Koblenz Trial 26.08.2021: Interrogator to civil rights activist: « I am ready with a single bullet to kill you here and No one will ask about you. »

Written By Luna Watfa
Translated to English by Diane Lockyer

Report on a hearing of Anwar Raslan accused of perpetrating crimes against humanity in Syria in 2011/2012. The witness, a human rights activist, was accused of committing treason.

On 26th of August 2021, the witness and civil plaintiff appeared at Koblenz Court and began his testimony by identifying himself as working in a human rights center while also organizing activities for children and working as a photographer.

In June 2012, the former human rights detainee described how he was sitting with his friends when a mobile checkpoint came by and asked for their IDs and when they found that one of his friend’s ID was torn, they were all arrested. They were told that the matter would not take more than a quarter of an hour to fix and were placed in a car with an automatic machine gun on them and taken to Branch 40.

The witness was the first to enter the Branch ahead of his companions and the officers there began beating him at once and accusing him of committing treason. He was then placed in the Branch corridor from where he could hear an officer’s voice talking to one of his Alawite friends who had been arrested with them asking him:

“How can you go walking with terrorists like that? They are killing us! And they are making war on us!”

His Alawite friend replied that he knew them well and that they were good people – meaning the witness and the rest of the group who were arrested with him – to which the officer replied the witness was cooperating with terrorists.

The officer then allowed the Alawite detainee to speak with his family and tell them where he was and he would be released within two hours. However, the witness would never come out, according to what the officer later told a friend.

After several hours, the witness was taken to be interrogated. His shirt had been pulled over his face used as a mask but he was able to see nevertheless. One of the officers stood in front of another person who was whispering in his ear the whole time.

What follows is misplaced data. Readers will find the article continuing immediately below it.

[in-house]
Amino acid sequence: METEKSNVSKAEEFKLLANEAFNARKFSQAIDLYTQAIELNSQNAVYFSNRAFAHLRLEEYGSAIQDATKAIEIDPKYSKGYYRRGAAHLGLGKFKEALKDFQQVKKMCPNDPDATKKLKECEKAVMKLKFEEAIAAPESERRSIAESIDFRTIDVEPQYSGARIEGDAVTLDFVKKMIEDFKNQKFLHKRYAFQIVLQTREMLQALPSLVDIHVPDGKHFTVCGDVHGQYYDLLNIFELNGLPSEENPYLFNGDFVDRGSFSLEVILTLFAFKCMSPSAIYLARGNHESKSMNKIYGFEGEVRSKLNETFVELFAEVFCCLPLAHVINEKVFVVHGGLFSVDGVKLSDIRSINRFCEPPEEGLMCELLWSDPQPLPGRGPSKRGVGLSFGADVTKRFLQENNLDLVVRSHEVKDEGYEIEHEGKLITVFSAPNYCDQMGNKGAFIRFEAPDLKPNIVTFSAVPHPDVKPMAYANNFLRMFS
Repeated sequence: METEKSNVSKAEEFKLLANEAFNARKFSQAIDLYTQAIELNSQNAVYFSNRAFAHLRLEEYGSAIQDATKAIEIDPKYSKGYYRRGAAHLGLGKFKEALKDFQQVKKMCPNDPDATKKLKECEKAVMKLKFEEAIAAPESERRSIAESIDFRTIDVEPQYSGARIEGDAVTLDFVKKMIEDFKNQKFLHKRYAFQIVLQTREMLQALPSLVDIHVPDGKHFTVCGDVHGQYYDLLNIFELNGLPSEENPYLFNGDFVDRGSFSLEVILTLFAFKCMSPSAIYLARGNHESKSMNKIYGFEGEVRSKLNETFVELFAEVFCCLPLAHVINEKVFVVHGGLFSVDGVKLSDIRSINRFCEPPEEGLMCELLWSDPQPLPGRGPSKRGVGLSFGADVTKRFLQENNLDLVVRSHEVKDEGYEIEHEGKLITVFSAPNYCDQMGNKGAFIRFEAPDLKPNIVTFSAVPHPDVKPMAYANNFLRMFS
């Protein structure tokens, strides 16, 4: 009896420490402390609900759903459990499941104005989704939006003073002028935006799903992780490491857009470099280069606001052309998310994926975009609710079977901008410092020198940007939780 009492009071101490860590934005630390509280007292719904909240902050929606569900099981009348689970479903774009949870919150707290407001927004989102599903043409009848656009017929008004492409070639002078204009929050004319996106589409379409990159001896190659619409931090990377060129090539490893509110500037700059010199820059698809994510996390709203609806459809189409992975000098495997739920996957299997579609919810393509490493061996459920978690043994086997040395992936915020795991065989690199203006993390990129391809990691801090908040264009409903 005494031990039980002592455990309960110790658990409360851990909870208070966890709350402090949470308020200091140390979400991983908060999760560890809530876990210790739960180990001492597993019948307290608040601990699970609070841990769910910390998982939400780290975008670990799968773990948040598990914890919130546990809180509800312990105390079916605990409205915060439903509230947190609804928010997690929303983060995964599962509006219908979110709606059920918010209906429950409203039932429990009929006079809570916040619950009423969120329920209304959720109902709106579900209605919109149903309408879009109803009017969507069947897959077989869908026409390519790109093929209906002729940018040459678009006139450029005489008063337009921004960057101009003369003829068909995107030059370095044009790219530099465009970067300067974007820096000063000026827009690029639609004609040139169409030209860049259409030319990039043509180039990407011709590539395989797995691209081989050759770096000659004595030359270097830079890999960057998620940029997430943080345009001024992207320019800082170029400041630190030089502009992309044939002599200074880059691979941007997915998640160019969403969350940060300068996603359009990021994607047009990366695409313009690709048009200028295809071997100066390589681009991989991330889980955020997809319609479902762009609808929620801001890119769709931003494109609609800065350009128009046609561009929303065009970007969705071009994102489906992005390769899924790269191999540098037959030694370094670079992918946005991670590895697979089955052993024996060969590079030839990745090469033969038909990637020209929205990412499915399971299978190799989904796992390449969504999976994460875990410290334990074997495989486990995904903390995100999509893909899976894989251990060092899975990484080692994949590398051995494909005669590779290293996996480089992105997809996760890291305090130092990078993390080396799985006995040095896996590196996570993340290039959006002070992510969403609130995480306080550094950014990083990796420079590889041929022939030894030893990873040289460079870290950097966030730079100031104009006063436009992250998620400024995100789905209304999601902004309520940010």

The witness was accused of travelling to Lebanon to fetch medical equipment intended for field hospitals as well as organizing demonstrations.

When he denied the charges against him, the officer signalled to two of the officers behind him who started beating him until he fell to the ground. He was then returned to the corridor and remained there until the morning when he was beaten once again before being taken to Al-Khatib branch, where he remained for approximately eight days.

On arrival at Al Khatib, the witness described being stripped, searched, ill-treated and humiliated in exactly the same way as other witnesses had described the “reception” before him. He was then placed in an approximately 20 square meter cell where no less than a hundred detainees were held.

After several days, the witness was summoned for an interrogation on the first floor. He waited for two hours but as he was not interrogated he was returned to the cell with his Alawite friend behind him. On their return, the witness asked the warden to put him and his friend in a single cell which prompted the warden to start beating him until he reached the group cell.

Once again he was summoned for an interrogation and asked to give the names of the people he was working with and when he denied working with others for the second time, the interrogator told him:

“I am ready with a single bullet to kill you here and no one will ask about you. I want you to give me all the names of doctors and media professionals you were coordinating with.”

The officer continued hitting the witness with the butt of the gun and then the interrogator approached him as he lay face down on the ground and raised his foot and began hitting him on the head.